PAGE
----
Somewhere around Mile 5 or 6 of my weekend long run, I took time to look around and appreciate the scenery.
By that point, I'd run from downtown Manchester, through a few neighborhoods (some good and some not-so-good), up a long but gradual hill and onto the St. Anselm's College campus.
Somehow, despite almost oppressive humidity and blazing sun, a cool-ish breeze came across the hill. There wasn't a cloud in the sky. The grass was a green as could be. There was barely a sound.
That is why I run -- to see new sights, to appreciate nature, to experience the quietness of running alone, to push myself to do things I didn't think I could do.
I was glad I was feeling well enough to appreciate any of that on Saturday. I'm not so sure I'll be feeling the same way when I see it during the real race.
See, I'll reach the St. A's campus somewhere between miles 18 and 20 -- where runners notoriously enter strange and shaky territory, both mentally and physically. On top of that, I'll be at the route's highest point, which means I will have run all the hills to get to that point, so I just don't know what to expect.
That's why I train.
Saturday's run -- a little short of 14 miles that included every step of the second half of the Manchester Marathon course -- was the first chance I had to actually run the same route I'd be running in exactly three months.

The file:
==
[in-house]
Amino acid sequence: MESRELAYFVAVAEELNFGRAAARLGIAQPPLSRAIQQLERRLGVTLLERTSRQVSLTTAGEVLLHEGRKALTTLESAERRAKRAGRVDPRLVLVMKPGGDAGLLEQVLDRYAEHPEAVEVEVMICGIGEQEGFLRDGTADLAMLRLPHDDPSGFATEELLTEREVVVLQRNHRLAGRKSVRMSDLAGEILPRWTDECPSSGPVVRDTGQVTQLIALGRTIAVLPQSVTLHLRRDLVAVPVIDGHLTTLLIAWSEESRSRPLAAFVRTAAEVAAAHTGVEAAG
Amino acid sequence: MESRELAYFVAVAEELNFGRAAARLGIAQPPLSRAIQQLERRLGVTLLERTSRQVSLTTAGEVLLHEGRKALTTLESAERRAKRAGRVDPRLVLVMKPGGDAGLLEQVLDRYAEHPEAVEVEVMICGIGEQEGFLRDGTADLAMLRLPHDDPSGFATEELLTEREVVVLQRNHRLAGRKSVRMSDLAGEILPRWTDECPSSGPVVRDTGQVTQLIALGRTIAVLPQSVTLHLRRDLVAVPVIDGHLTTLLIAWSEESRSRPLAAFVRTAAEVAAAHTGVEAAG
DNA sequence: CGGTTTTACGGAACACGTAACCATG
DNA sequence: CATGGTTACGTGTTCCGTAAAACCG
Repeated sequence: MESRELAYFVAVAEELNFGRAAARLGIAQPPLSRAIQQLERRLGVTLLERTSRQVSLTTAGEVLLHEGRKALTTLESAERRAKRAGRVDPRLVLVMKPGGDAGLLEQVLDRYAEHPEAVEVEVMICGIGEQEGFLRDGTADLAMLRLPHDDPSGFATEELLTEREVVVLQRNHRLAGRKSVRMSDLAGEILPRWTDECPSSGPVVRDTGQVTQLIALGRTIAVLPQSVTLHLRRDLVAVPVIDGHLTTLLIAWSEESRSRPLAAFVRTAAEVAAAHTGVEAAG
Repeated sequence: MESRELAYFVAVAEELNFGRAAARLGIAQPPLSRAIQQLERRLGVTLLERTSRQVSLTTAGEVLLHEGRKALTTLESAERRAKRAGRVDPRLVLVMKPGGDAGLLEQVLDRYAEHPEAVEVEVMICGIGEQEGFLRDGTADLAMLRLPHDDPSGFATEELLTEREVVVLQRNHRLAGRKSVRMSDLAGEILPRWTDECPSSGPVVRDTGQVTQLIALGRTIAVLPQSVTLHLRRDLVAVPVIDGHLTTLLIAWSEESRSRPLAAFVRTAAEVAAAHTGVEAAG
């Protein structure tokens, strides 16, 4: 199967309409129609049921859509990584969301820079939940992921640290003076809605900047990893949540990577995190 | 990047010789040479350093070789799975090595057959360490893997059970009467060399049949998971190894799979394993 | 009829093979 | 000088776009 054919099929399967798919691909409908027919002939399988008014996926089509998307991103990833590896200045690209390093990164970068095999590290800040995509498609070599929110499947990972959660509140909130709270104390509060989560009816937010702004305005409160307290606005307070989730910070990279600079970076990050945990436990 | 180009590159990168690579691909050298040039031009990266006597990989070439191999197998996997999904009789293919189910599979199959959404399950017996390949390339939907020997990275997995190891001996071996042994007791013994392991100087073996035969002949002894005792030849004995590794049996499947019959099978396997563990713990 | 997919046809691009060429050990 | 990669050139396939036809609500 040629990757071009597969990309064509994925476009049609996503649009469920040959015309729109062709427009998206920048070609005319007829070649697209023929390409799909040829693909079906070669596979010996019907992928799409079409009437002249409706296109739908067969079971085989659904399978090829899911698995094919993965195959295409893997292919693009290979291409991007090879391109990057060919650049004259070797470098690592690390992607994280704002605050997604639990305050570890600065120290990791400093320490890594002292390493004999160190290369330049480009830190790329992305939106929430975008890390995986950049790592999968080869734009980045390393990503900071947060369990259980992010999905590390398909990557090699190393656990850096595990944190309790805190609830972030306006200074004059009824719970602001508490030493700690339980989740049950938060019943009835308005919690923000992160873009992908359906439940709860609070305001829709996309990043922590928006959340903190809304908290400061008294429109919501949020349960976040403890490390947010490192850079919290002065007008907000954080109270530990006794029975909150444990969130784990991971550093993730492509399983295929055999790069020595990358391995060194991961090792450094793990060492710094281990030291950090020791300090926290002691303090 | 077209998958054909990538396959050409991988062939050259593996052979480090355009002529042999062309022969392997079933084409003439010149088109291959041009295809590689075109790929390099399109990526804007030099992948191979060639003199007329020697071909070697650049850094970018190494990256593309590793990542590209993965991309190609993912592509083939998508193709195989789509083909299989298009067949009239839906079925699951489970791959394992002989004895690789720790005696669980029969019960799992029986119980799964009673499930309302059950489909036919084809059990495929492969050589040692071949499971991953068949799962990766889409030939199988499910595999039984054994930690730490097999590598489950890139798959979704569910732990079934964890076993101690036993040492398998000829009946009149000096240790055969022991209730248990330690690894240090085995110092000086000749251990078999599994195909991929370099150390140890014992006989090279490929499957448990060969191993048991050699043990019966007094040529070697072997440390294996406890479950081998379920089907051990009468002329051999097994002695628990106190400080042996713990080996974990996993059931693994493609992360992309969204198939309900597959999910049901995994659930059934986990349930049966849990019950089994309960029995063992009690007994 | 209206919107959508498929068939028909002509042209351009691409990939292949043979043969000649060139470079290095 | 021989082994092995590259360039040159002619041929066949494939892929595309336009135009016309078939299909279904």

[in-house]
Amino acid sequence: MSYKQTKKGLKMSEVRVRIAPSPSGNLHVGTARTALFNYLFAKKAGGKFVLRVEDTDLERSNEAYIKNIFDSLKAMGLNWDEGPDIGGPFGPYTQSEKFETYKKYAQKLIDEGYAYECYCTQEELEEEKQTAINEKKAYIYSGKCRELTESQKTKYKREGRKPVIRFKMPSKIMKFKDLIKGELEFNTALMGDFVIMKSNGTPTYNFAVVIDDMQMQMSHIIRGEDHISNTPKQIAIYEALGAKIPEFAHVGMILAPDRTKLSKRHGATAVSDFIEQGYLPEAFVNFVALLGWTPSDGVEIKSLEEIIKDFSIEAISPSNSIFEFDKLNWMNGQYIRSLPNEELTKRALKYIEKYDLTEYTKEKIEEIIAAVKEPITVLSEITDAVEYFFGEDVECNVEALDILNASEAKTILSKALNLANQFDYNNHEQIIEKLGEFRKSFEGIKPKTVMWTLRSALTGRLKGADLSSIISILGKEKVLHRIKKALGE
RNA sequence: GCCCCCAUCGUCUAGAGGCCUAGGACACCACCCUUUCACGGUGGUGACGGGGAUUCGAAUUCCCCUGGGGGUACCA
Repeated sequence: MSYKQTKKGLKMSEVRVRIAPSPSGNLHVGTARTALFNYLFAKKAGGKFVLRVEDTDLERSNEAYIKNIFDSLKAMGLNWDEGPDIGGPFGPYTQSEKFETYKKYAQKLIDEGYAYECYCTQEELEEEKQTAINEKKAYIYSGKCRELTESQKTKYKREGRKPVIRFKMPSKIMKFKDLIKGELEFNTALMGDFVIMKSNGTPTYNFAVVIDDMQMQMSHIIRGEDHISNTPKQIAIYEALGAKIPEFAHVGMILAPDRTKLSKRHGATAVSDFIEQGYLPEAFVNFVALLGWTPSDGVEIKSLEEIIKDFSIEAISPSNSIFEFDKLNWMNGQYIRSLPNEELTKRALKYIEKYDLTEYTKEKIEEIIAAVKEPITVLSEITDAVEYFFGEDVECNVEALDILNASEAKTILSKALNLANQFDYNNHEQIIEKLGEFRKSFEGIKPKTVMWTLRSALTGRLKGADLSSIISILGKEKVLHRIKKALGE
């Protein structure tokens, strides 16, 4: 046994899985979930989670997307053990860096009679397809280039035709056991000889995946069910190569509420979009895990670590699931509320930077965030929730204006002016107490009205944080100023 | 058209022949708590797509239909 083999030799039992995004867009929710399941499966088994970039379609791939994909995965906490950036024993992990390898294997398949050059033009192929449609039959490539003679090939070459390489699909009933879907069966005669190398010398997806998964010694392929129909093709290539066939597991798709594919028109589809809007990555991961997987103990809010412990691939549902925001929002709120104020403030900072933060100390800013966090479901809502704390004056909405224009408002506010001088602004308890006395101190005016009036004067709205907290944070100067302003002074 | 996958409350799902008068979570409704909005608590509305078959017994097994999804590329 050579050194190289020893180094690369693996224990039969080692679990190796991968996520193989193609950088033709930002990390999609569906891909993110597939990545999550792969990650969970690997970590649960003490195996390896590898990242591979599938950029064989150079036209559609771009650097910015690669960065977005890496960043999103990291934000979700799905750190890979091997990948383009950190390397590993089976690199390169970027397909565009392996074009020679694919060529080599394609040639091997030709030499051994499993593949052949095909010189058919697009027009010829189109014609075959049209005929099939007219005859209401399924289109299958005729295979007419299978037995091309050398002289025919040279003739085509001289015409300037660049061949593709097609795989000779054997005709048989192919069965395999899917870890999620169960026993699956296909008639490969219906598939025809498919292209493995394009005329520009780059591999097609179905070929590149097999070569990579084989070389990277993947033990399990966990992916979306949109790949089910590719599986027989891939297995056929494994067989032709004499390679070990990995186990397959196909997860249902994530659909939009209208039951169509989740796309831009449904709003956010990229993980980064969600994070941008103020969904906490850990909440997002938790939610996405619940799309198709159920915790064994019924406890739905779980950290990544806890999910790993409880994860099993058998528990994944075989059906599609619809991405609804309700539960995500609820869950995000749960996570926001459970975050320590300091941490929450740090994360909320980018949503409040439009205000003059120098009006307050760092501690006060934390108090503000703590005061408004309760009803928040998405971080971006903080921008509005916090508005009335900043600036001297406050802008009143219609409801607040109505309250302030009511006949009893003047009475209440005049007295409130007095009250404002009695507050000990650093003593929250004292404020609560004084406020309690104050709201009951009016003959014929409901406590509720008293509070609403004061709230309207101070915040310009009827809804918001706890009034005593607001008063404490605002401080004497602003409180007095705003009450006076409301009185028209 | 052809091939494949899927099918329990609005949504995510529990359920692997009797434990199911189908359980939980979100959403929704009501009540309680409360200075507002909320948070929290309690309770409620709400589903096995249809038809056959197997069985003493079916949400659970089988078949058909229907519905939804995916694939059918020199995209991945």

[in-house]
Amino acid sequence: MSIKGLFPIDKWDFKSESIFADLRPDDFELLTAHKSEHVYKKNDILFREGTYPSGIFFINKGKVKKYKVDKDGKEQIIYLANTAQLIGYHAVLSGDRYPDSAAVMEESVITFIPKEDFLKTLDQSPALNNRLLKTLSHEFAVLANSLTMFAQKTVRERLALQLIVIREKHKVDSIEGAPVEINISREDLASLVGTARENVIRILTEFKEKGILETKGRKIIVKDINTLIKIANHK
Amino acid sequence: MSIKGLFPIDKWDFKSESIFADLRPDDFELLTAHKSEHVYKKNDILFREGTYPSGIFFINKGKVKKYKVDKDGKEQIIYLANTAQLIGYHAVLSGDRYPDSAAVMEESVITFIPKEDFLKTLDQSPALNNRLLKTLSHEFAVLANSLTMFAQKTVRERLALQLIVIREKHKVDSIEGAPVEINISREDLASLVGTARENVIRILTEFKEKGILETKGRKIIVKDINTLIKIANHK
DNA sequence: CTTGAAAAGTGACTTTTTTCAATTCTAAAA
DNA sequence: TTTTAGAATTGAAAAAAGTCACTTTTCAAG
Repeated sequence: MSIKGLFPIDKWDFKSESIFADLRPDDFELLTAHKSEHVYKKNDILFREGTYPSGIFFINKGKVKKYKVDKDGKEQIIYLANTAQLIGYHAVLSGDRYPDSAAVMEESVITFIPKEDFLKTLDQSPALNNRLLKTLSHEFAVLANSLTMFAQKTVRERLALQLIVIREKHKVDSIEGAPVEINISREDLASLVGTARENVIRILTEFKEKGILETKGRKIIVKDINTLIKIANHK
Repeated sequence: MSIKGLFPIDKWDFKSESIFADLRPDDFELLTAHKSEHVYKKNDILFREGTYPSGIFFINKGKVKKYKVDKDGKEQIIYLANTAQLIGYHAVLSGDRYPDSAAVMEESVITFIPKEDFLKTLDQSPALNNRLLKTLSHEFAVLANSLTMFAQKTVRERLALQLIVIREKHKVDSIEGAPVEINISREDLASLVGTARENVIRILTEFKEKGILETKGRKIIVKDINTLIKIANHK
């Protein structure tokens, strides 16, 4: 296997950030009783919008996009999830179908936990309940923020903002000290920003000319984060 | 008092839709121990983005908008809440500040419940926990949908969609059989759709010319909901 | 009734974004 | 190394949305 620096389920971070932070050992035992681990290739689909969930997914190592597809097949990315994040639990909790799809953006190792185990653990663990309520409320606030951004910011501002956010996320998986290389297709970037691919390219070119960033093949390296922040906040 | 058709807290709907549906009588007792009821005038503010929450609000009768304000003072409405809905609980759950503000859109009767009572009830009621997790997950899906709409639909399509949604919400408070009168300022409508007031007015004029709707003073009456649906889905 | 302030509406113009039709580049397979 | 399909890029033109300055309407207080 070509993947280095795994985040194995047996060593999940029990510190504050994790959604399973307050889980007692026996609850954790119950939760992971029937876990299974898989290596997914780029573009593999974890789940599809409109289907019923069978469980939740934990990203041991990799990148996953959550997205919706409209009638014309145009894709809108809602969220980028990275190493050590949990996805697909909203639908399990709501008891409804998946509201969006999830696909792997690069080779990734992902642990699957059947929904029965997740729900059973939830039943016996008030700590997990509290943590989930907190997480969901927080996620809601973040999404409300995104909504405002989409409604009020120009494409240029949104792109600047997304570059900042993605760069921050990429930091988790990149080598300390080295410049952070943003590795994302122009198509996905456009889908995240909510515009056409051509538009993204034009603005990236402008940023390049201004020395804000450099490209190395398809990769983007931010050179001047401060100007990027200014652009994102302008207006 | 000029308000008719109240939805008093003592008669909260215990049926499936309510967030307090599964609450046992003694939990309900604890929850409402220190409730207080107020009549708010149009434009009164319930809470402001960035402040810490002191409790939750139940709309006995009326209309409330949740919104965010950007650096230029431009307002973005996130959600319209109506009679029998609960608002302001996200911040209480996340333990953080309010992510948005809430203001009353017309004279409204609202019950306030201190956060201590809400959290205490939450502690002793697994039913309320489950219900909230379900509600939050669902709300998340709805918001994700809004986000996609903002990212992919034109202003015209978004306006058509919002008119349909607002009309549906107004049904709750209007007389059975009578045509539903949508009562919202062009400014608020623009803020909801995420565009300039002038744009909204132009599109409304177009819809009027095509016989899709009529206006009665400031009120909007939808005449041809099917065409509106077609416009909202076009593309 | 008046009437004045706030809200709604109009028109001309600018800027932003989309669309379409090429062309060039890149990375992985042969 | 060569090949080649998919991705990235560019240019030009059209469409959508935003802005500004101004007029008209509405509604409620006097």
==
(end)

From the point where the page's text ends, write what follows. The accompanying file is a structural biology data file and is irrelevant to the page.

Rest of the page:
It was way hotter and much more humid than I would have liked. I was drenched with sweat almost immediately and went through two liters of water and some Gatorade --- selflessly hauled around in a heavy backpack by my Trusty Companion while riding his bike in uncomfortable heat, I might add.
As usual, TC was perfectly prepared. Map folded in a pocket, GU and fluids in the pack and ready to meet me at just the right spots. (Would I expect anything less from him now?) Those 14 miles would have been unbearable -- and perhaps un-doable -- without him.
It was the longest run I've done since the week before the motorcycle accident that halted my marathon training last summer.
Not only did it feel good to get over that mental hurdle, it felt great to actually be on the course -- to know where the hills are going to be the hardest, to imagine myself running across the bridge to the West side after completing 13.1 on the East side of the city. It felt great to conquer the hill on Daniel Plummer Road and realize it was nothing to fear.
And honestly, it felt great to just be finished. (Let's not forget it was only half of what I'll be doing in November.)
There's still a lot of training for me to do. It probably won't be the last time I run the course.
Hopefully I can get at least some of the first half under my belt in the next few weeks. And I'll probably follow up with a few more runs on the course's hardest parts. On Sunday, I'm on schedule to run 16 miles -- farther than I've ever run.
It's real now. I will actually run a marathon.
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